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Messages - Faid

1
So nothing about high intakes of trans fats?
2
"20 to 1"

We've had this discussion before. I'm talking about the omega-6 to omega-3 fatty acid ratio.
And how does this ratio affect the problems arising from a high intake of trans fats?
3
"No, that's not always the problem. Sometime it's not a question of a "LACK" of something, but of too much of something, and the imbalances it creates in the body."

And why should I believe you? Have you done exhaustive nutrition research too? Like Price has done?
Oh brother.

Dave, what kind of "extensive research" did Price do on, say, the pathophysiological causes of diabetes?

Because medical science in general HAS done extensive research on that, and many types of illness besides.
4
I say this primarily because she seems to believe that the reported coronary problems among the Inuit that she has read about IS CAUSED BY their diet which is high in animal fats.  Which seems to align with Keys' view.
As far as the animal fats part is concerned, yes. That doesn't mean that excessive carbohydrate intake is recommended. That is ALSO the cause for illness. This is not an either/or thing, dave.
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I - on the other hand - believe that any coronary problems among the Inuit would have been caused by WESTERNIZED DIETS.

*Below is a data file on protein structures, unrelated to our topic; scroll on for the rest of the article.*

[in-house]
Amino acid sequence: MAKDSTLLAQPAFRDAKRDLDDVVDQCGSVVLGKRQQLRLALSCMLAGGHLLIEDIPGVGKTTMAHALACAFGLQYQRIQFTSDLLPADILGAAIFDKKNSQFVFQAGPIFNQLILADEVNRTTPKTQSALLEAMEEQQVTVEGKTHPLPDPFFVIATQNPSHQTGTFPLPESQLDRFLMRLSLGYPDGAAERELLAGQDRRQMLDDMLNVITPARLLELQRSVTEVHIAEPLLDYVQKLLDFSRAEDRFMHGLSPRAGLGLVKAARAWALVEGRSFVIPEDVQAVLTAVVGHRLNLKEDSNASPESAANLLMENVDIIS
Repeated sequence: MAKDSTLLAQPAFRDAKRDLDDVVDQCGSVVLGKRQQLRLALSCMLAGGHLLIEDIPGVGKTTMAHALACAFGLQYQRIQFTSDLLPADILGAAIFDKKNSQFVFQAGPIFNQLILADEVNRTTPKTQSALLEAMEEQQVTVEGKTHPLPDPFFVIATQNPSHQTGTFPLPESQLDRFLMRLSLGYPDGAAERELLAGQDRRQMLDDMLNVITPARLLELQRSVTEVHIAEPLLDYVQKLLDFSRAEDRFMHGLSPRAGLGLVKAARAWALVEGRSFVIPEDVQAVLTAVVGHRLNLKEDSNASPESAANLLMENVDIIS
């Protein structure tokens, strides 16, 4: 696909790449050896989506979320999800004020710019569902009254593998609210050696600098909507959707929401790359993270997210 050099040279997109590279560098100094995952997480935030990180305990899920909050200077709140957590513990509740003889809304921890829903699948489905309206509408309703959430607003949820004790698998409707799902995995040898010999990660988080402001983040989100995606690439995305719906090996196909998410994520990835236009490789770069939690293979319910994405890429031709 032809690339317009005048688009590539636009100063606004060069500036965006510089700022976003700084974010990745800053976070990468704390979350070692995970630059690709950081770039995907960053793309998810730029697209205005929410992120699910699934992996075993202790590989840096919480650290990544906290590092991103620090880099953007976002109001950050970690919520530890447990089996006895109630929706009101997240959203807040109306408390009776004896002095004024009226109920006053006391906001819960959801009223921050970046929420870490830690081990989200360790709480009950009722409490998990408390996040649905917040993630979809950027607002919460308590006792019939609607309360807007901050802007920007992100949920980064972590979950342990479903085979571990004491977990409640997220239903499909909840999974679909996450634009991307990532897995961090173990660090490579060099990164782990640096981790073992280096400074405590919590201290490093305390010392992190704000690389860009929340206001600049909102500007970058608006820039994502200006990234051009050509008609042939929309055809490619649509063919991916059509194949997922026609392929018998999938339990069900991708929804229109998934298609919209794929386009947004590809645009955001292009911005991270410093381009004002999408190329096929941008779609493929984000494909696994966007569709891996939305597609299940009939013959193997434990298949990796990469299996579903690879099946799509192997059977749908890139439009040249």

And you don't think that a high fat content is related to a "WESTERNIZED DIET"?
A fatty acid ratio of 10 to 1 or 20 to 1 is certainly a bad thing.  1 to 1 is more normal.
What do you mean by a "20 to 1" ratio?
5
One note - every time I bring up the topic of the Inuits being quite healthy living on animal foods alone, Pingu says "yabbut ... they have a high incidence of coronary disease"

Well hold on ... WHICH INUITS are we talking about?  Price found two subgroups within each group he visited - one group was eating strictly indigenous foods and had perfect teeth ... and the other group was eating a westernized diet.

Now it's true that Price did not stay with the perfect teeth groups long enough to check their health when they were old (who could?) ... but THIS PAPER says that perfect teeth is an EARLY INDICATOR of future long term wrt systemic CNDCs.
We've been through all that dave.

Yes, dental health is an indicator for long term systemic CNDCs. Why? Fermented carbohydrates. Too much sugar is bad. This is not something new.

As for the inuit and Masai, you were shown the links in the past. Shall I look for them again?
"Too much sugar is bad"